Messier 83  -  Southern Pinwheel

Image Acquisition by Christoph Kaltseis / Image Processing by Bernhard Hubl

Full resolution (2035x2035 px  590kB)

Crop in 150% resolution (170kB)

Object data of M83

Object type: galaxy (SBc)
Size: 13.1' x 12.2'
Magnitude: 8.0 mag
Constellation: Hya
Distance: 15 million Ly

Exposure data

Date: 2008-06-02
  Location: La Palma
Telescope: 10" ASA (f=965mm)
Camera: ST4000XCM (one-shot color)
  Binning: Bayer matrix
  Exposure time: 12x8m
Exposure time total: 1h 36m

Image Acquisition by Christoph Kaltseis

Image processing by Bernhard Hubl (Color weights: B-V method)


Image Processing


This is my first processed image of a one-shot color camera. I had to solve the following two problems to prepare the image data for my standard workflow of monochrome CCD cameras:

1. Calibration of the raw data and converting images from the Bayer matrix format to separated Red, Green, Blue and Luminance images.

2. Calculation of the color weights without usage of the standard G2 star method.

The first problem was solved with CCDSTACK. The calibration of ST4000XCM files is possible and the Bayer matrix can be converted in Red, Green, Blue and Luminance. The conversion into the color channels worked very well, but the luminance channel showed elongated stars. So, I used only the color channels. The images of each color channel were registered using the interpolation method Bicubic B-spline, then normalized, sigma rejected and combined using Mean. At this point, I had three images (combined Red, Green and Blue). There was a slight shift between these color images, which was eliminated by another registration. Afterwards the luminance was created using a simple mean of Red, Green and Blue.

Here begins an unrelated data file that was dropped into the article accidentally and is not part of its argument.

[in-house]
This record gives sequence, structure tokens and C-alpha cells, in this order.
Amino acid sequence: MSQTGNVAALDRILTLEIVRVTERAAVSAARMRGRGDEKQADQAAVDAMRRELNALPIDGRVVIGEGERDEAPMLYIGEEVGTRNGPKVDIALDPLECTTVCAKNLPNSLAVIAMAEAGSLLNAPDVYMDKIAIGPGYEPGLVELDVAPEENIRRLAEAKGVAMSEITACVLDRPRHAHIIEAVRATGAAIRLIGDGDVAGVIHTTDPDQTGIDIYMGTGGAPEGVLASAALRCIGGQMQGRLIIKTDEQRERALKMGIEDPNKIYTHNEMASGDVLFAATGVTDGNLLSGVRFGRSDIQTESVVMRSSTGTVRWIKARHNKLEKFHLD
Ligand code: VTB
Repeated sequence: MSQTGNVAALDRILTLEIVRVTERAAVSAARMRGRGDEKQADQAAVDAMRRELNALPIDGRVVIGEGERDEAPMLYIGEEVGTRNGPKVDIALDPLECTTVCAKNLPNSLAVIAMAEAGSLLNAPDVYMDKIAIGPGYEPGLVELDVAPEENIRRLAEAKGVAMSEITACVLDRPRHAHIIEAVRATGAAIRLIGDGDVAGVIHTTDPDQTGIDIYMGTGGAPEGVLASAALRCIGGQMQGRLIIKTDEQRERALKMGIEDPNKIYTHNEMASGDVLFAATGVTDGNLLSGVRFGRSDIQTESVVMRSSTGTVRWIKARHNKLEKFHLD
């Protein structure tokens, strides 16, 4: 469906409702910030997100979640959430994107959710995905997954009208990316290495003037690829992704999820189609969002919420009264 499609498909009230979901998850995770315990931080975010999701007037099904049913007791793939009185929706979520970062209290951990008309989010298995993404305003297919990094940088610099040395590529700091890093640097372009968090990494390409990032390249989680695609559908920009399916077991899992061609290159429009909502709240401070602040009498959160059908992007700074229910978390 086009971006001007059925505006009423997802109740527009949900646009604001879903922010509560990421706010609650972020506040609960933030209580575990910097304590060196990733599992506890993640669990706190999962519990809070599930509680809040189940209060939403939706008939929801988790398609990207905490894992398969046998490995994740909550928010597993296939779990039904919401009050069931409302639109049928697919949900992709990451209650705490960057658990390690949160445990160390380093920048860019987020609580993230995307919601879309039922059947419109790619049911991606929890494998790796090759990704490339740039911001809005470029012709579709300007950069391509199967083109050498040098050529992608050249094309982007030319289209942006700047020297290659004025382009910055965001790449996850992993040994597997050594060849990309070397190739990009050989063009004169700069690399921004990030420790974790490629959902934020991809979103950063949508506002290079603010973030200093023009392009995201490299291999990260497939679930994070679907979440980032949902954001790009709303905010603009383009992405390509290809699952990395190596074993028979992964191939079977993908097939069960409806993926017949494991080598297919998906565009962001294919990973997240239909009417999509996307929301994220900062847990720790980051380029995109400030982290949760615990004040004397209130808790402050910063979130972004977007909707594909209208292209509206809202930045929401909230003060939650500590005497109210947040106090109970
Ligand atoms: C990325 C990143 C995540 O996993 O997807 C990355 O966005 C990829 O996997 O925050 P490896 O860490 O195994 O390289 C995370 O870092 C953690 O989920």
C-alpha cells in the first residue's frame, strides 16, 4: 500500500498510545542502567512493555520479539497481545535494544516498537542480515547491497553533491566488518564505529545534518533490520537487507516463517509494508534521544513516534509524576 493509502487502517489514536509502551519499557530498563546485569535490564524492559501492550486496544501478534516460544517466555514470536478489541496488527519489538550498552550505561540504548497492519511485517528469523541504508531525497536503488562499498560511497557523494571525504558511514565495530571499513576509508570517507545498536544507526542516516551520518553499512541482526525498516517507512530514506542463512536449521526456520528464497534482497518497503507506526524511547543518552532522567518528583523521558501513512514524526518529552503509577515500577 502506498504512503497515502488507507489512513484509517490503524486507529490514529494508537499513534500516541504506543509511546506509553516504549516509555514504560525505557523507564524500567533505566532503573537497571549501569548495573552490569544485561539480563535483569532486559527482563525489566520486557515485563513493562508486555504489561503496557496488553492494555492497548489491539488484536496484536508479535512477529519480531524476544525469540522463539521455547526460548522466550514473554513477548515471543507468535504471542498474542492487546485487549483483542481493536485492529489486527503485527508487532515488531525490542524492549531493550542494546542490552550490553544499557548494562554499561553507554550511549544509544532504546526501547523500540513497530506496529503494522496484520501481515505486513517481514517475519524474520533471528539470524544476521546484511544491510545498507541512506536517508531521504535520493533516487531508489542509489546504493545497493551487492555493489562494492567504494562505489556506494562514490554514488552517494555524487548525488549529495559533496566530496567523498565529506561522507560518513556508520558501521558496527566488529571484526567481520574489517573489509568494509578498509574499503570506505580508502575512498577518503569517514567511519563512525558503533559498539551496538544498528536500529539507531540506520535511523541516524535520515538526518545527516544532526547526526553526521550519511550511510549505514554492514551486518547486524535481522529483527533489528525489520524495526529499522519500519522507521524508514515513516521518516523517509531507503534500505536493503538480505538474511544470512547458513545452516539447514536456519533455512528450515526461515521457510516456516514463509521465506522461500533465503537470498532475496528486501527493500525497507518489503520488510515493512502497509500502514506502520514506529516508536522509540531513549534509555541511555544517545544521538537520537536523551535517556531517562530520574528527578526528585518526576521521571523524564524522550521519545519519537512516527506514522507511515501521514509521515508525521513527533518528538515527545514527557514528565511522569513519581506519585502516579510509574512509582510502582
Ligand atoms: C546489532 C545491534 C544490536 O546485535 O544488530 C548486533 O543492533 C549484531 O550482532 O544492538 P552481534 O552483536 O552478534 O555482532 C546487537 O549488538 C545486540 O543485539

The second problem was solved with the B-V method for color weights: A G2 star shows a value of 0.65 for B-V (difference of brightness in mag between blue and green filters of the Johnson system). So, one have to find unsaturated stars in the image which have a B-V value around 0.65. This can be done using the NOMAD1 catalogue in the Vizier database. I selected five stars with a B-V value between 0.62 and 0.68, and a V-R value between 0.3 and 0.7 (V-R=0.52 for a G2 star). The next step was to measure the brightness of the 5 stars in Red, Green and Blue, which was done with the software AstroArt. Then, I could calculate the color ratio for each of the 5 stars. This method seems to give quite reproducible results, because the ratios of the 5 stars were very similar.

All other image processing steps are similar to my standard processing workflow.